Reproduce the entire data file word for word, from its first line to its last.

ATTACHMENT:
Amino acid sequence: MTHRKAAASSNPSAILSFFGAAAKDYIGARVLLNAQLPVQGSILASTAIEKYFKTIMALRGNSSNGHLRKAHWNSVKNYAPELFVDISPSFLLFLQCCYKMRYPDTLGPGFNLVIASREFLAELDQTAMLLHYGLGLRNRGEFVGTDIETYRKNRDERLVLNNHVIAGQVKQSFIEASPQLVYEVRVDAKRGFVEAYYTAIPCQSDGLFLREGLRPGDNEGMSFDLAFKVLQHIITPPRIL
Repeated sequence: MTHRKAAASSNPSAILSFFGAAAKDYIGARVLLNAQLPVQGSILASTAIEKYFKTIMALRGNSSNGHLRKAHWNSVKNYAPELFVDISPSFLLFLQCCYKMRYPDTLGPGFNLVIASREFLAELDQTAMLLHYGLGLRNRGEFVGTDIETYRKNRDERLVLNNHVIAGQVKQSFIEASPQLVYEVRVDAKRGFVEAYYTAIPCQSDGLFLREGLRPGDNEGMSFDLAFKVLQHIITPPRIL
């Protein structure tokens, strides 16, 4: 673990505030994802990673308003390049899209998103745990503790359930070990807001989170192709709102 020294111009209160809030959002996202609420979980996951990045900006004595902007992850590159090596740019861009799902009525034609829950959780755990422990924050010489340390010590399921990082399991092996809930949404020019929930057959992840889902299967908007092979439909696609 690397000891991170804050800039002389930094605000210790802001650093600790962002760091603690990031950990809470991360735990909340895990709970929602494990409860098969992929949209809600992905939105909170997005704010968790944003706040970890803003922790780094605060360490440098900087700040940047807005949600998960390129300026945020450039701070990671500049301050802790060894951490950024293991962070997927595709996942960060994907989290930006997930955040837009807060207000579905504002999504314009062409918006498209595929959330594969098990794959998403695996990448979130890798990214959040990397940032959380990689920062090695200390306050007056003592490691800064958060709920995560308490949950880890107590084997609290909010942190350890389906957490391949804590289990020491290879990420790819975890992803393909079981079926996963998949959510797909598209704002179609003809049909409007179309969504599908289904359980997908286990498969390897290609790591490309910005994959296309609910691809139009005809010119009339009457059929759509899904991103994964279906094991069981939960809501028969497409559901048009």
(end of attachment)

Amino acid sequence: MTHRKAAASSNPSAILSFFGAAAKDYIGARVLLNAQLPVQGSILASTAIEKYFKTIMALRGNSSNGHLRKAHWNSVKNYAPELFVDISPSFLLFLQCCYKMRYPDTLGPGFNLVIASREFLAELDQTAMLLHYGLGLRNRGEFVGTDIETYRKNRDERLVLNNHVIAGQVKQSFIEASPQLVYEVRVDAKRGFVEAYYTAIPCQSDGLFLREGLRPGDNEGMSFDLAFKVLQHIITPPRIL
Repeated sequence: MTHRKAAASSNPSAILSFFGAAAKDYIGARVLLNAQLPVQGSILASTAIEKYFKTIMALRGNSSNGHLRKAHWNSVKNYAPELFVDISPSFLLFLQCCYKMRYPDTLGPGFNLVIASREFLAELDQTAMLLHYGLGLRNRGEFVGTDIETYRKNRDERLVLNNHVIAGQVKQSFIEASPQLVYEVRVDAKRGFVEAYYTAIPCQSDGLFLREGLRPGDNEGMSFDLAFKVLQHIITPPRIL
């Protein structure tokens, strides 16, 4: 673990505030994802990673308003390049899209998103745990503790359930070990807001989170192709709102 020294111009209160809030959002996202609420979980996951990045900006004595902007992850590159090596740019861009799902009525034609829950959780755990422990924050010489340390010590399921990082399991092996809930949404020019929930057959992840889902299967908007092979439909696609 690397000891991170804050800039002389930094605000210790802001650093600790962002760091603690990031950990809470991360735990909340895990709970929602494990409860098969992929949209809600992905939105909170997005704010968790944003706040970890803003922790780094605060360490440098900087700040940047807005949600998960390129300026945020450039701070990671500049301050802790060894951490950024293991962070997927595709996942960060994907989290930006997930955040837009807060207000579905504002999504314009062409918006498209595929959330594969098990794959998403695996990448979130890798990214959040990397940032959380990689920062090695200390306050007056003592490691800064958060709920995560308490949950880890107590084997609290909010942190350890389906957490391949804590289990020491290879990420790819975890992803393909079981079926996963998949959510797909598209704002179609003809049909409007179309969504599908289904359980997908286990498969390897290609790591490309910005994959296309609910691809139009005809010119009339009457059929759509899904991103994964279906094991069981939960809501028969497409559901048009």